There’s one cancer that kills more people than colon, prostate, and breast cancer combined. It’s the number one cancer killer in the United States, and is next to impossible to diagnose in the early stages.
This means most cases aren’t caught till they’re advanced and hard to treat. Tragically, more than half of patients die within a year of their diagnosis.
But incredibly, there’s now a vaccine for it, and it’s been helping victims in Cuba for years. Shockingly, it only debuted in the U.S. roughly six months ago. Keep reading to learn the identity of the killer and this possible new solution. . .
Keep reading to get the full story. . .
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It’s lung cancer that kills more people than any other type, and the vaccine is called CimaVax. It was developed in Cuba to treat non-small cell lung cancer (about 85 to 90 percent of all lung cancers). The treatment comes with some big promises, which so far, have been confirmed by several studies.
CimaVax works by blocking a hormone that makes lung cancer tumors grow. It doesn’t exactly cure cancer, instead working somewhat indirectly at the therapeutic level. That means it targets the tumor itself and attempts to kill the proteins that let a tumor grow out of control.
U.S. scientists want to spend the next few years testing the results of vaccinating people who are at high-risk levels for lung or head-and-neck cancer due to smoking. The vaccine doesn’t pave the way for you to go out and smoke a pack a day without risk, but it could save you from having to face a cancer diagnosis, or even a recurrence.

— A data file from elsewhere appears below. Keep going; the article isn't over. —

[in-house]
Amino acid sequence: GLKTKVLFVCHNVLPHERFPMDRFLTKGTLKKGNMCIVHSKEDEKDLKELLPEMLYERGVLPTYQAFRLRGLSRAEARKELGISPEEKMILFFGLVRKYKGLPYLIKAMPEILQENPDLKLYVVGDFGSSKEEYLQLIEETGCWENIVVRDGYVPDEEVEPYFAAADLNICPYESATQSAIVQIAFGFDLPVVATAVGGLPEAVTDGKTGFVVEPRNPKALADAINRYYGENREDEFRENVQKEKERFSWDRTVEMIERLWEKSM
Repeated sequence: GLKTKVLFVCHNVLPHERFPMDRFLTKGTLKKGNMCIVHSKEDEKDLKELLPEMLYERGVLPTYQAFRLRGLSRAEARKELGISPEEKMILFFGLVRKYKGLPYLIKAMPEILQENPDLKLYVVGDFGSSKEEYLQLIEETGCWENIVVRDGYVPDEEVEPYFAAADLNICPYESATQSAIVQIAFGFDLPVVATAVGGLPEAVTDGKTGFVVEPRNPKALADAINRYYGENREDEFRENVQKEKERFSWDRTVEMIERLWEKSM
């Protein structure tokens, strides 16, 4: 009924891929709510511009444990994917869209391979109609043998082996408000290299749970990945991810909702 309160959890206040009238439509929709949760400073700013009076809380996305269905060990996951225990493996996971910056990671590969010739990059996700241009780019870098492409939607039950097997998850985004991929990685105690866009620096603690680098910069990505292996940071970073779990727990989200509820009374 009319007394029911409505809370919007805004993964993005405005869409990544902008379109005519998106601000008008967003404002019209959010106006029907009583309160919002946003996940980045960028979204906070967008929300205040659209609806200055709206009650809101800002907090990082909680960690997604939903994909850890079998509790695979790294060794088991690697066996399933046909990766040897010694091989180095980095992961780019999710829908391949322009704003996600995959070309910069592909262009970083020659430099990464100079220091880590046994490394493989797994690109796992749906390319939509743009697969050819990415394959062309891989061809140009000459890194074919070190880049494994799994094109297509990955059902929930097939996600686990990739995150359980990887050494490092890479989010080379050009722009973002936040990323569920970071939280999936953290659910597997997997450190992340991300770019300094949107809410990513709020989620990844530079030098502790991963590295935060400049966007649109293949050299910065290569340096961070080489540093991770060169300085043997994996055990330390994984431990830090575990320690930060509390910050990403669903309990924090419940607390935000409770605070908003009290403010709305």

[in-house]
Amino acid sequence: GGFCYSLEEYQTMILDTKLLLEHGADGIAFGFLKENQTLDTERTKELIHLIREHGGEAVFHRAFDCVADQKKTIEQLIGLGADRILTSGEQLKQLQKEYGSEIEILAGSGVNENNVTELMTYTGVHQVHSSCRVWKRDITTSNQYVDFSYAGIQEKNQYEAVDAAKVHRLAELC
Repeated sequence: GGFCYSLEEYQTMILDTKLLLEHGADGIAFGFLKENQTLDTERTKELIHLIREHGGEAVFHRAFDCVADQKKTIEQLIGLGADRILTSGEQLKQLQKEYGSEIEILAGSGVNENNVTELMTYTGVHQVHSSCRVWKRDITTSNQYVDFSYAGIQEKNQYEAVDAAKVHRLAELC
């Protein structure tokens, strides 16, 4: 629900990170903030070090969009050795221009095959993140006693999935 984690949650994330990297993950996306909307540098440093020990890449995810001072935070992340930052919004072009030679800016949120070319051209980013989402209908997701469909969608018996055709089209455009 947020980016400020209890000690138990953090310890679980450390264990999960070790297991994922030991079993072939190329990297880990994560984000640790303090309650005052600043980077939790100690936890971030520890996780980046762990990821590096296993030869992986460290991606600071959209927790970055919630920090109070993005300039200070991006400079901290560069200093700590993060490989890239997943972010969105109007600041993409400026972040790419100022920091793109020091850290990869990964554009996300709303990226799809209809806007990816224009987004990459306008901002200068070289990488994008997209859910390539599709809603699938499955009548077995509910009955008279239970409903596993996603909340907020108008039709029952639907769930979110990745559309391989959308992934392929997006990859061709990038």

But the leading question on most peoples’ minds is, “Why Cuba?” More importantly, how did a small island nation with a poor economy come up with a powerhouse vaccine before U.S. scientists? For that matter, before all the other leading countries in technology and medical development?
Some say it’s because Cuba has been pushed toward innovation for the simple fact that their resources were so meager. Plus, there’s something to be said for being motivated. Lung cancer is a massive public health crisis in Cuba, and the fourth-leading cause of death there.
Cuba has the highest smoking rate in the world. In a poll, 40% of Cuban adults said they’d smoked the day before. The figure in the United States is 24%.
Cuban scientists have researched CimaVax for 25 years now, creating an impressive body of evidence that supports use of the vaccine. In 2007, a study published in the Journal of Clinical Oncology looked at patients with stage IIIB and stage IV lung cancer. Results showed an increase in tumor-reducing antibody production in over half the cases.
An increased survival rate for participants under the age of 60 was also observed, and the vaccine was confirmed to be safe.
In 2011, CimaVax was rolled out to the Cuban public—at no out-of-pocket cost to the patients. (All health care in Cuba is government-provided – what some people mistakenly call “free.”)
The cost of producing and administering the vaccine is remarkably low. The Cuban government pays just $1 per shot, and family physicians are able to give the vaccinations. Apparently there are no side effects.
As of now, over 5,000 patients worldwide have used the drug, 1,000 of whom reside in Cuba. A newer study conducted in Cuba that looks at just over 400 patients confirms what’s been found by earlier studies—that the drug is safe and effective.
Reduction in political tensions made a deal possible
If you’re wondering how the U.S. finally got in the loop for this promising treatment after being at loggerheads with Cuba since the height of the Cold War, it happened last spring. Because of President Obama’s easing of restrictions on the 55-year-long trade embargo against Cuba, joint research deals like this can now be explored.